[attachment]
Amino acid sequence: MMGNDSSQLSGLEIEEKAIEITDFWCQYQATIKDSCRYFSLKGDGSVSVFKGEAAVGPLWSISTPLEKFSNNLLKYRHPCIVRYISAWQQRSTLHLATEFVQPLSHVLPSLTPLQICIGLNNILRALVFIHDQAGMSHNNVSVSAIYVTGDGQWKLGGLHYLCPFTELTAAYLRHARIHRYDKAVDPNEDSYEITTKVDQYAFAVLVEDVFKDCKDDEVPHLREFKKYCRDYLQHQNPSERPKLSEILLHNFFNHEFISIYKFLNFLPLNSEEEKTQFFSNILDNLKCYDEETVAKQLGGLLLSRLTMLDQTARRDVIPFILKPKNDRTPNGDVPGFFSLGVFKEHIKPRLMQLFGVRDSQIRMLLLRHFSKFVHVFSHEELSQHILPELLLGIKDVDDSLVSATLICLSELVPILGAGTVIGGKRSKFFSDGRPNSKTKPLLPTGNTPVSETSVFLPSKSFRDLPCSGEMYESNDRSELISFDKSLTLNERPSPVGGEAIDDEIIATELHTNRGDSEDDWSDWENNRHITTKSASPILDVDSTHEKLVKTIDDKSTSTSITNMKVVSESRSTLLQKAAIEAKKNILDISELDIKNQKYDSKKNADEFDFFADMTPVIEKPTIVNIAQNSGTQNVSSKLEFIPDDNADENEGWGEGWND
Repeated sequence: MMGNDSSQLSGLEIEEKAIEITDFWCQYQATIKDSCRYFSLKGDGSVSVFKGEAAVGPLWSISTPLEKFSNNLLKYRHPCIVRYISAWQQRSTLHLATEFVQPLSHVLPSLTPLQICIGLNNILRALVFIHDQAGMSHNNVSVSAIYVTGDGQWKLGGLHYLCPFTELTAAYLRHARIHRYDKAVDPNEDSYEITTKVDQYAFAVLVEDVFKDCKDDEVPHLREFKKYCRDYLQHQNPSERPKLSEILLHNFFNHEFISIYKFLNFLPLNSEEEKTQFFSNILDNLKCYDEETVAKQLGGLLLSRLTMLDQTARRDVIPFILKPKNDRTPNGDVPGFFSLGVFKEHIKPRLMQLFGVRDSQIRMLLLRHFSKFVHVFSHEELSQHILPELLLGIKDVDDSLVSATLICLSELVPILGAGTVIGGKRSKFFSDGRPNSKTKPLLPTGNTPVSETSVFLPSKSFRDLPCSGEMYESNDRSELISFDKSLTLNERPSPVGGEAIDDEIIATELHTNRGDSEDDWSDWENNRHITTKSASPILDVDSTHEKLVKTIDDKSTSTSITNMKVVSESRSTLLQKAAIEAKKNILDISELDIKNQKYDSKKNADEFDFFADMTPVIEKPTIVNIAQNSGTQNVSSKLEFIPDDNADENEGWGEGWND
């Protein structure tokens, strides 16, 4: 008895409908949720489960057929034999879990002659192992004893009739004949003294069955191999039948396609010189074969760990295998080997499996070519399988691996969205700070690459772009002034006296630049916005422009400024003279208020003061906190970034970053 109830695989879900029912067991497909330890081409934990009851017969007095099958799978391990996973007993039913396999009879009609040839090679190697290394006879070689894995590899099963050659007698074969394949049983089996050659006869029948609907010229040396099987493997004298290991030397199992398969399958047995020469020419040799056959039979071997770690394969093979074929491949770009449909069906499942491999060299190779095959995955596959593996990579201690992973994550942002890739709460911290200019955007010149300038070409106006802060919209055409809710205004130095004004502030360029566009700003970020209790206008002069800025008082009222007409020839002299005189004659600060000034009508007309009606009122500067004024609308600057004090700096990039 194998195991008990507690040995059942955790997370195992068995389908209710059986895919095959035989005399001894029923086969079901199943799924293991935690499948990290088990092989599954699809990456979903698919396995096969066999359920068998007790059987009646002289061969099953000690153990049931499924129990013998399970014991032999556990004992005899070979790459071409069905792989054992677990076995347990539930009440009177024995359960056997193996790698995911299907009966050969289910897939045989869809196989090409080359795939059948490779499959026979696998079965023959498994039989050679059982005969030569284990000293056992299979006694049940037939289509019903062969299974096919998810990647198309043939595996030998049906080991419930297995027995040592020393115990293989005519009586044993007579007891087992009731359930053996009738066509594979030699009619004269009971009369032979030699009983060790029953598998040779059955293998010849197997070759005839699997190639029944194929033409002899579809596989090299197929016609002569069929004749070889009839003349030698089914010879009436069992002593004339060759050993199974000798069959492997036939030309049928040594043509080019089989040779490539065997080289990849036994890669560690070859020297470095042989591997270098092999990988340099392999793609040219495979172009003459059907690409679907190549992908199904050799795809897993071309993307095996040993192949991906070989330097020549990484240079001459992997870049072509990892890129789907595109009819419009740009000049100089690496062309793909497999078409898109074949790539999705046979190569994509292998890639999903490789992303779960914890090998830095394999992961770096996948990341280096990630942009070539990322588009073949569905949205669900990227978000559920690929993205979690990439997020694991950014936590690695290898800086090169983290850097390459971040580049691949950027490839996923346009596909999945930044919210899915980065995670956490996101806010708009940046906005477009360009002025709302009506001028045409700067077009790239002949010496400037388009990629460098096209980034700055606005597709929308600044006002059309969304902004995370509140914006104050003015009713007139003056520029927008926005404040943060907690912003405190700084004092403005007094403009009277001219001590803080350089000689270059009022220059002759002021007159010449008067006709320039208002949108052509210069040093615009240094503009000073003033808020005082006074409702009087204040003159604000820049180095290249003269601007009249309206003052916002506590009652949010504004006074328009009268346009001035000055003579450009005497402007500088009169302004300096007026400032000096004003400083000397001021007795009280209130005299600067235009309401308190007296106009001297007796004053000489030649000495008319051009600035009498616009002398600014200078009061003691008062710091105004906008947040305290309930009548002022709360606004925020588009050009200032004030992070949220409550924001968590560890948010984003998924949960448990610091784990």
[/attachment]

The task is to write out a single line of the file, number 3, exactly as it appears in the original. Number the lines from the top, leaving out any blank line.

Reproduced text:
């Protein structure tokens, strides 16, 4: 008895409908949720489960057929034999879990002659192992004893009739004949003294069955191999039948396609010189074969760990295998080997499996070519399988691996969205700070690459772009002034006296630049916005422009400024003279208020003061906190970034970053 109830695989879900029912067991497909330890081409934990009851017969007095099958799978391990996973007993039913396999009879009609040839090679190697290394006879070689894995590899099963050659007698074969394949049983089996050659006869029948609907010229040396099987493997004298290991030397199992398969399958047995020469020419040799056959039979071997770690394969093979074929491949770009449909069906499942491999060299190779095959995955596959593996990579201690992973994550942002890739709460911290200019955007010149300038070409106006802060919209055409809710205004130095004004502030360029566009700003970020209790206008002069800025008082009222007409020839002299005189004659600060000034009508007309009606009122500067004024609308600057004090700096990039 194998195991008990507690040995059942955790997370195992068995389908209710059986895919095959035989005399001894029923086969079901199943799924293991935690499948990290088990092989599954699809990456979903698919396995096969066999359920068998007790059987009646002289061969099953000690153990049931499924129990013998399970014991032999556990004992005899070979790459071409069905792989054992677990076995347990539930009440009177024995359960056997193996790698995911299907009966050969289910897939045989869809196989090409080359795939059948490779499959026979696998079965023959498994039989050679059982005969030569284990000293056992299979006694049940037939289509019903062969299974096919998810990647198309043939595996030998049906080991419930297995027995040592020393115990293989005519009586044993007579007891087992009731359930053996009738066509594979030699009619004269009971009369032979030699009983060790029953598998040779059955293998010849197997070759005839699997190639029944194929033409002899579809596989090299197929016609002569069929004749070889009839003349030698089914010879009436069992002593004339060759050993199974000798069959492997036939030309049928040594043509080019089989040779490539065997080289990849036994890669560690070859020297470095042989591997270098092999990988340099392999793609040219495979172009003459059907690409679907190549992908199904050799795809897993071309993307095996040993192949991906070989330097020549990484240079001459992997870049072509990892890129789907595109009819419009740009000049100089690496062309793909497999078409898109074949790539999705046979190569994509292998890639999903490789992303779960914890090998830095394999992961770096996948990341280096990630942009070539990322588009073949569905949205669900990227978000559920690929993205979690990439997020694991950014936590690695290898800086090169983290850097390459971040580049691949950027490839996923346009596909999945930044919210899915980065995670956490996101806010708009940046906005477009360009002025709302009506001028045409700067077009790239002949010496400037388009990629460098096209980034700055606005597709929308600044006002059309969304902004995370509140914006104050003015009713007139003056520029927008926005404040943060907690912003405190700084004092403005007094403009009277001219001590803080350089000689270059009022220059002759002021007159010449008067006709320039208002949108052509210069040093615009240094503009000073003033808020005082006074409702009087204040003159604000820049180095290249003269601007009249309206003052916002506590009652949010504004006074328009009268346009001035000055003579450009005497402007500088009169302004300096007026400032000096004003400083000397001021007795009280209130005299600067235009309401308190007296106009001297007796004053000489030649000495008319051009600035009498616009002398600014200078009061003691008062710091105004906008947040305290309930009548002022709360606004925020588009050009200032004030992070949220409550924001968590560890948010984003998924949960448990610091784990």